Reference: 
Malaria Journal 2020 19:347, 25 September 2020

Malaria in pregnancy (MiP) is an important public health problem across sub-Saharan Africa. The package of measures for its control in Ghana in the last 20 years include regular use of long-lasting insecticide-treated bed nets (LLINs), directly-observed administration (DOT) of intermittent preventive treatment with sulfadoxine-pyrimethamine (IPTp-SP) and prompt and effective case management of MiP. Unfortunately, Ghana like other sub-Saharan African countries did not achieve the reset Abuja targets of 100% of pregnant women having access to IPTp and 100% using LLINs by 2015.

Active case detection of malaria in pregnancy using loop-mediated amplification (LAMP): a pilot outcomes study in South West Ethiopia

September 1, 2020 - 09:45 -- Open Access
Author(s): 
Guluma Tadesse, Claire Kamaliddin, Cody Doolan, Ranmalee Amarasekara, Ruth Legese, Abu Naser Mohon, James Cheaveau, Delenasaw Yewhalaw and Dylan R. Pillai
Reference: 
Malaria Journal 2020 19:305, 27 August 2020

125 million women are pregnant each year in malaria endemic areas and are, therefore, at risk of Malaria in Pregnancy (MiP). MiP is the direct consequence of Plasmodium infection during pregnancy. The sequestration of Plasmodium falciparum parasites in the placenta adversely affects fetal development and impacts newborn birth weight. Importantly, women presenting with MiP commonly develop anaemia. In Ethiopia, the Ministry of Health recommends screening symptomatic women only at antenatal care visits with no formal intermittent preventive therapy. Since MiP can display low-level parasitaemia, current tests which include microscopy and RDT are challenged to detect these cases. Loop mediated isothermal Amplification (LAMP) technology is a highly sensitive technique for DNA detection and is field compatible. This study aims to evaluate the impact of active malaria case detection during pregnancy using LAMP technology in terms of birth outcomes.

Impact of Health Systems on the Implementation of Intermittent Preventive Treatment for Malaria in Pregnancy in Sub-Saharan Africa: A Narrative Synthesis

August 27, 2020 - 08:07 -- Open Access
Author(s): 
Olaleye AO, Walker O
Reference: 
Trop Med Infect Dis. 2020 Aug 22;5(3):E134

Malaria in pregnancy is a public health challenge with serious negative maternal and newborn consequences. Intermittent preventive treatment (IPTp) with sulphadoxine-pyrimethamine is recommended for the control of malaria during pregnancy within endemic areas, but coverage for the recommended ≥3 doses IPTp regimen has remained suboptimal. We searched PubMed, Cochrane library, and HINARI database from 1 January 2010 to 23 May 2020, for studies investigating the effect of the health system on IPTp implementation.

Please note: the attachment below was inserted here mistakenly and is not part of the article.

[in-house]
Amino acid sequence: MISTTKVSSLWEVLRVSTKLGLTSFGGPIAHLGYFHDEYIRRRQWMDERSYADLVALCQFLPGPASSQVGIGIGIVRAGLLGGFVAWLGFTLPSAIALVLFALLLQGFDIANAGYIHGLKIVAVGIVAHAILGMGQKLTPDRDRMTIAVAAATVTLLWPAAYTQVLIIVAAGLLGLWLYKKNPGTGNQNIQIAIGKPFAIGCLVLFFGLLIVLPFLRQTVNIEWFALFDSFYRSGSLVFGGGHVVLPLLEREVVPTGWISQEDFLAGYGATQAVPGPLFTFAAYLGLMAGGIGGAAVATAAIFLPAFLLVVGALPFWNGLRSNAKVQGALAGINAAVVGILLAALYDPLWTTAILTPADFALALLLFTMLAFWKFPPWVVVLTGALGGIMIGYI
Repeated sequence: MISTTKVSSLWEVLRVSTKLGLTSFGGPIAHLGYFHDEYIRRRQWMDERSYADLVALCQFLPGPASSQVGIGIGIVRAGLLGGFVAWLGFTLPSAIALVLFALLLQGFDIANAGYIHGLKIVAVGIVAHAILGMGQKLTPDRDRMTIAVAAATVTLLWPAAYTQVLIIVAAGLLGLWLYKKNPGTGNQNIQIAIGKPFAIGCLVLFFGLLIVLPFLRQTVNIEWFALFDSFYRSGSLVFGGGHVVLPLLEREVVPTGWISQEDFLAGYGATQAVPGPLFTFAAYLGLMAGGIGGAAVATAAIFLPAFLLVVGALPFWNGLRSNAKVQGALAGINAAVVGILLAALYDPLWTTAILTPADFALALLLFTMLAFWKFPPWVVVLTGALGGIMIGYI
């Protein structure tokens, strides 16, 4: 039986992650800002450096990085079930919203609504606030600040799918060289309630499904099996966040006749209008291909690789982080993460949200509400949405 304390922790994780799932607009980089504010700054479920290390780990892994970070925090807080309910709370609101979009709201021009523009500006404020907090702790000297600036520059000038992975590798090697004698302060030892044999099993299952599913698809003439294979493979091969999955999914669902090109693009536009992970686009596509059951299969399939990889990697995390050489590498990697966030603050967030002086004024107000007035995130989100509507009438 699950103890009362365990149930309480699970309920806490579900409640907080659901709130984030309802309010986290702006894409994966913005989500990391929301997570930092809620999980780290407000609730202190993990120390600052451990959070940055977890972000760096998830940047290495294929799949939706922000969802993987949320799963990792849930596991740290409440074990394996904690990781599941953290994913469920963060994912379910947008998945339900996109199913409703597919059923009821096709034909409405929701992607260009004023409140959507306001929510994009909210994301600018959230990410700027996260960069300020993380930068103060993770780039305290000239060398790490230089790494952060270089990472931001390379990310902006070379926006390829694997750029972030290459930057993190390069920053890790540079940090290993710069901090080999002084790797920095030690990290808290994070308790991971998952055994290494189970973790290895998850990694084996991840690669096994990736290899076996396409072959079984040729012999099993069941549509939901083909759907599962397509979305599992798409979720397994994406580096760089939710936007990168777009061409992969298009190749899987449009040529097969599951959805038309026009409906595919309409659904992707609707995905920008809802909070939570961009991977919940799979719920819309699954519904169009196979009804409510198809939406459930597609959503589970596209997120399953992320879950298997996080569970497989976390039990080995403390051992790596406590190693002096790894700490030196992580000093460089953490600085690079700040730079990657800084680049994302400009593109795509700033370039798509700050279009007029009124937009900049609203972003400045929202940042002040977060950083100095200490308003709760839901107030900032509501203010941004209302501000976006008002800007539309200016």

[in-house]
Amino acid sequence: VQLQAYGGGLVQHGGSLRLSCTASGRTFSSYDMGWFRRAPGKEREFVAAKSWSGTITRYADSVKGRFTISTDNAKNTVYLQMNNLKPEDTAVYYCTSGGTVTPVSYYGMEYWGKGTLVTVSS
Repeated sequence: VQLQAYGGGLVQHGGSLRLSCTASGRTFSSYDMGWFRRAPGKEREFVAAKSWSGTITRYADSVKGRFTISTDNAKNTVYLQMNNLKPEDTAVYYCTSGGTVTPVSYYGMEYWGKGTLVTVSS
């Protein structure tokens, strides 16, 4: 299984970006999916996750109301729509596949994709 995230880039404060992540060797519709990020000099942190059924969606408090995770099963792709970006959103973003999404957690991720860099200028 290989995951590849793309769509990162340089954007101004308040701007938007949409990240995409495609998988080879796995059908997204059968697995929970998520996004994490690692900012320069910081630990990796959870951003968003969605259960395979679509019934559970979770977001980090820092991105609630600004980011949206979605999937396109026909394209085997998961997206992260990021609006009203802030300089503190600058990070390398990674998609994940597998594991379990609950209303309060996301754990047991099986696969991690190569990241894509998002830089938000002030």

Malaria in pregnancy regulates P-glycoprotein (P-gp/Abcb1a) and ABCA1 efflux transporters in the Mouse Visceral Yolk Sac

August 13, 2020 - 11:34 -- Open Access
Author(s): 
Martinelli LM, Fontes KN, Reginatto MW, Andrade CBV, Monteiro VRS, Gomes HR, Silva-Filho JL, Pinheiro AAS, Vago AR, Almeida FRCL, Bloise FF, Matthews SG, Ortiga-Carvalho TM, Bloise E
Reference: 
J Cell Mol Med. 2020 Aug 11

Malaria in pregnancy (MiP) induces intrauterine growth restriction (IUGR) and preterm labour (PTL). However, its effects on yolk sac morphology and function are largely unexplored. We hypothesized that MiP modifies yolk sac morphology and efflux transport potential by modulating ABC efflux transporters. C57BL/6 mice injected with Plasmodium berghei ANKA (5 × 105 infected erythrocytes) at gestational day (GD) 13.5 were subjected to yolk sac membrane harvesting at GD 18.5 for histology, qPCR and immunohistochemistry.

Safety of Artemisinin Derivatives in the First Trimester of Pregnancy: A Controversial Story

August 5, 2020 - 16:21 -- Open Access
Author(s): 
D'Alessandro S, Menegola E, Parapini S, Taramelli D, Basilico N
Reference: 
Molecules. 2020 Jul 31;25(15):E3505

Artemisinin combination therapy (ACT) is recommended by the World Health Organization (WHO) as first line treatment for uncomplicated malaria both in adults and children. During pregnancy, ACT is considered safe only in the second and third trimester, since animal studies have demonstrated that artemisinin derivatives can cause foetal death and congenital malformation within a narrow time window in early embryogenesis.